There were nearly one hundred students in the hostel. But within a short time I could recognize all of them by their names and knew in which class they were studying. Such was the level of inter action of the hostel students in those days. Not only that, as all the students in my room were PU students, I could learn the names of important lecturers in
. As most of them had to pass
through in front of the hostel on their way to College, I could even recognize
them. The famous Kannada writer P Lankesh was an English lecturer in the
College at that time. He used to go to the College on his red Lambretta
scooter. The scooter was a novelty vehicle in those days and there were very
few of them in Shimoga. The English
department had a popular Muslim Professor. His lectures on Macbeth and the story Kabuliwala
written by Tagore were greatly appreciated by the students. Sahyadri College
There was another famous Physics Professor by name Kariappa. My roommates encouraged me to attend one of his classes. In those days the
had so many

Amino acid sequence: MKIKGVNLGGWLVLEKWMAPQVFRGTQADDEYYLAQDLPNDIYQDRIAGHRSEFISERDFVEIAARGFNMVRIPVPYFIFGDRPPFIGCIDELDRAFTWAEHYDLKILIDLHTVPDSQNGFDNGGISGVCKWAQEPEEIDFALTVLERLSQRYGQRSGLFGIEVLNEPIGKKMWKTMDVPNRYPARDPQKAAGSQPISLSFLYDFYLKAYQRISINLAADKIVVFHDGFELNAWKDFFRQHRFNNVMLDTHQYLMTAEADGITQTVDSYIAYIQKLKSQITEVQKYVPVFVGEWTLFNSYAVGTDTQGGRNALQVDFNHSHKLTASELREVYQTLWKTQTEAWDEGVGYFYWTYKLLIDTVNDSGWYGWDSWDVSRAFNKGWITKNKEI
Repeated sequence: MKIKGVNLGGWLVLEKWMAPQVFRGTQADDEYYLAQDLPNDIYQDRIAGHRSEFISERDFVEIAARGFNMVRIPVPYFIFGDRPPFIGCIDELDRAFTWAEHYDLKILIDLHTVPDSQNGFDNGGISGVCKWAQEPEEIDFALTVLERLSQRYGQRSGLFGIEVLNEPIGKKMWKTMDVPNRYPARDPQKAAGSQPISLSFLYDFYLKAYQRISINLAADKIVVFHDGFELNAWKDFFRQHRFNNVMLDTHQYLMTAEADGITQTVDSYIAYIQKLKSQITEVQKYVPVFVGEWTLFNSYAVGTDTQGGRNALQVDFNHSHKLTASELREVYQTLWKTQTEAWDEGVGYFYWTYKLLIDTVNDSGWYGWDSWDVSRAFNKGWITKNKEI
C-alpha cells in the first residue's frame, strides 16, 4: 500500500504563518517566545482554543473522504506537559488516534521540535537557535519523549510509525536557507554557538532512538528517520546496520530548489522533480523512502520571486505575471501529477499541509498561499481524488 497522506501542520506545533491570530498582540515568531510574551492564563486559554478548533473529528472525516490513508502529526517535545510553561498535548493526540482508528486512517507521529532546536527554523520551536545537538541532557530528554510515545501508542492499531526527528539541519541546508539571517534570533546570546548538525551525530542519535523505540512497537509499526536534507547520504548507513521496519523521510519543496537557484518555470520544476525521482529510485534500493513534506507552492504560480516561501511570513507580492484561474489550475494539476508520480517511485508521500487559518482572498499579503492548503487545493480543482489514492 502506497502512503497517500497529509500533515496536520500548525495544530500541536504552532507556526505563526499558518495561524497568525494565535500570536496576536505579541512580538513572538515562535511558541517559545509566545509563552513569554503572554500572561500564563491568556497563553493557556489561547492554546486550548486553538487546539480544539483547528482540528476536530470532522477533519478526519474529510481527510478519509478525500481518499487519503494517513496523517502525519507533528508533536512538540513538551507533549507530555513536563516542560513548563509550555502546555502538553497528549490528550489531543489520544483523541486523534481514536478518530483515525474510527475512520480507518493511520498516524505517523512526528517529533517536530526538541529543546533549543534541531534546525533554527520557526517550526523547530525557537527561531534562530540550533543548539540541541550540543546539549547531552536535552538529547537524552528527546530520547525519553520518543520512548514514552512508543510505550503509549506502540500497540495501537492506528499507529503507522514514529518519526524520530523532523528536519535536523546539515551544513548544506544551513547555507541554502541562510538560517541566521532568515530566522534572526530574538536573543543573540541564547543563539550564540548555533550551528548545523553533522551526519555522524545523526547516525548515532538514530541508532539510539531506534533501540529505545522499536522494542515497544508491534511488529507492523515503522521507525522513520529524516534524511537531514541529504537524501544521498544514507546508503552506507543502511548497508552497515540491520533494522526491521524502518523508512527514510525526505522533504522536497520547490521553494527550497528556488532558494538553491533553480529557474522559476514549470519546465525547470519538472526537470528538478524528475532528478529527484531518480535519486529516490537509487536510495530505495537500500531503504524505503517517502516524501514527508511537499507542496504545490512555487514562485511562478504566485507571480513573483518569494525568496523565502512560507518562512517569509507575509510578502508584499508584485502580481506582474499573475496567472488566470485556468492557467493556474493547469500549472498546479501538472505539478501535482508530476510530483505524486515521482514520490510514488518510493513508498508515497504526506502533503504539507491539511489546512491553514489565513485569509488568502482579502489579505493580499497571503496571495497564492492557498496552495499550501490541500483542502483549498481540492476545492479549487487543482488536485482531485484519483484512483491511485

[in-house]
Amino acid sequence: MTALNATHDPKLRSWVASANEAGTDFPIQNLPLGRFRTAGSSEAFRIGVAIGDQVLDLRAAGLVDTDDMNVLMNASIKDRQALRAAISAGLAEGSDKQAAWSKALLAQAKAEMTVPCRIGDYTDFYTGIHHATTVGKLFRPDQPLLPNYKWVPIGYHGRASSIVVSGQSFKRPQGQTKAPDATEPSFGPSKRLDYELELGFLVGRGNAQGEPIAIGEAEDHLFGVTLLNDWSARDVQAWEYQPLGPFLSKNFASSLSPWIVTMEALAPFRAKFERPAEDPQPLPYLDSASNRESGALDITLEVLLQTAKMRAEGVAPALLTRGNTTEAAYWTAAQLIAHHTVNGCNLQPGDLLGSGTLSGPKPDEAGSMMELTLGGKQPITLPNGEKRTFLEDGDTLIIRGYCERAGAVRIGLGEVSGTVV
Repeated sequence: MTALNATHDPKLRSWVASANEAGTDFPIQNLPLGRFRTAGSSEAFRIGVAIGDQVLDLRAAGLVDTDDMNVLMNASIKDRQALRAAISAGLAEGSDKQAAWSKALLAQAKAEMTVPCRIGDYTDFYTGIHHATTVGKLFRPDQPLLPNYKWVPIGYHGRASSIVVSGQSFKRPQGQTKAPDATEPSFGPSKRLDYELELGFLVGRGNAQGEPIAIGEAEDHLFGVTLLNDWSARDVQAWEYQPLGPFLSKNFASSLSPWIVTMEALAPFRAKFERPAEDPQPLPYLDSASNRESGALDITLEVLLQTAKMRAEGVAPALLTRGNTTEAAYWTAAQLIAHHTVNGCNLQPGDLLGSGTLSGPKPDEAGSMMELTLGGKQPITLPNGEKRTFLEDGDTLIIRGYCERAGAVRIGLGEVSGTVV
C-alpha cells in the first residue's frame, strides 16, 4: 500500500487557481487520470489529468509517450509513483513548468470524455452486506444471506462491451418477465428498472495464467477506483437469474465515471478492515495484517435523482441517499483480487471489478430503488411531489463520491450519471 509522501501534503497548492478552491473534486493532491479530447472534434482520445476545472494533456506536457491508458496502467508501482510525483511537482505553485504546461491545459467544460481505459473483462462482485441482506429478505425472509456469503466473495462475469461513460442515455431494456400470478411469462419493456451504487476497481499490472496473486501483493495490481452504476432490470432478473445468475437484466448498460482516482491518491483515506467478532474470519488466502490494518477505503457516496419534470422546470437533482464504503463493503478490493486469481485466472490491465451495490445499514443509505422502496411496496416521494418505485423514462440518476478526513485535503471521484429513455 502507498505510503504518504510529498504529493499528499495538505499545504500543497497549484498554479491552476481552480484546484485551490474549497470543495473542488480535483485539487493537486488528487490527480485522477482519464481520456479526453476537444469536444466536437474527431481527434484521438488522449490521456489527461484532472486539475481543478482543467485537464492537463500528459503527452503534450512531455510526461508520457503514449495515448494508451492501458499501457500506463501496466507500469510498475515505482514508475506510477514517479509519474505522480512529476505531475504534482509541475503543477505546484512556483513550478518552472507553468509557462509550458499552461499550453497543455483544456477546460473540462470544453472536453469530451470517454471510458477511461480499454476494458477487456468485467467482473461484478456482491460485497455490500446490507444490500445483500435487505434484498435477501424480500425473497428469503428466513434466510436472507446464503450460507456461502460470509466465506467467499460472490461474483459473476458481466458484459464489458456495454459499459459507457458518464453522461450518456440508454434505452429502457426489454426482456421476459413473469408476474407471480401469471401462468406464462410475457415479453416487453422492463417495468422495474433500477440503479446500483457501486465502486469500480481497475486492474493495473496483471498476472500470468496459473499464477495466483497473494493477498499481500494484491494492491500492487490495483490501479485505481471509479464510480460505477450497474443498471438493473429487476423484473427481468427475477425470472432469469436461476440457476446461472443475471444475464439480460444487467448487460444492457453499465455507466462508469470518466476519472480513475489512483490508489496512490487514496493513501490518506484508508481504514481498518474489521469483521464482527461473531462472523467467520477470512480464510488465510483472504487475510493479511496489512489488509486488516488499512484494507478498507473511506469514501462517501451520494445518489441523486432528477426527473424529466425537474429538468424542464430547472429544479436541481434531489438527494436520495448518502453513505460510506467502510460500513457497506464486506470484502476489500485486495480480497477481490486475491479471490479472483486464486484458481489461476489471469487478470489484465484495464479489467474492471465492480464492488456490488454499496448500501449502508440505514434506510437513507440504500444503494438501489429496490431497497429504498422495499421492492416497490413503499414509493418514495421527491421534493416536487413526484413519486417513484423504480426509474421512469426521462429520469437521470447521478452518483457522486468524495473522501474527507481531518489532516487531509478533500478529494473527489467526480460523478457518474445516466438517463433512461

students that the classes used to be always overcrowded. Hence I could easily
pose myself as a college student and attended one of Kariappa’s classes. He
delivered a nice lecture on the subject heat, a form of energy. I had carried a
note book with me and took down his notes meticulously. I could follow his
lecture comfortably. Such was the
clarity in his expressions! This experience added to my confidence levels. Sahyadri
After about one month of my joining the hostel, a fresh allotment of rooms to the students was announced. The policy was to allot separate rooms to High School students and College students. In this reallocation, I was allotted room number ten with five other High School boys. As I had developed closeness with my earlier roommates I found it difficult to leave them. All of them treated me like their kid brother and tried their best to retain me in their room. But it was not to be. I shifted to my new room with tears in my eyes!
------ (To be continued) ---------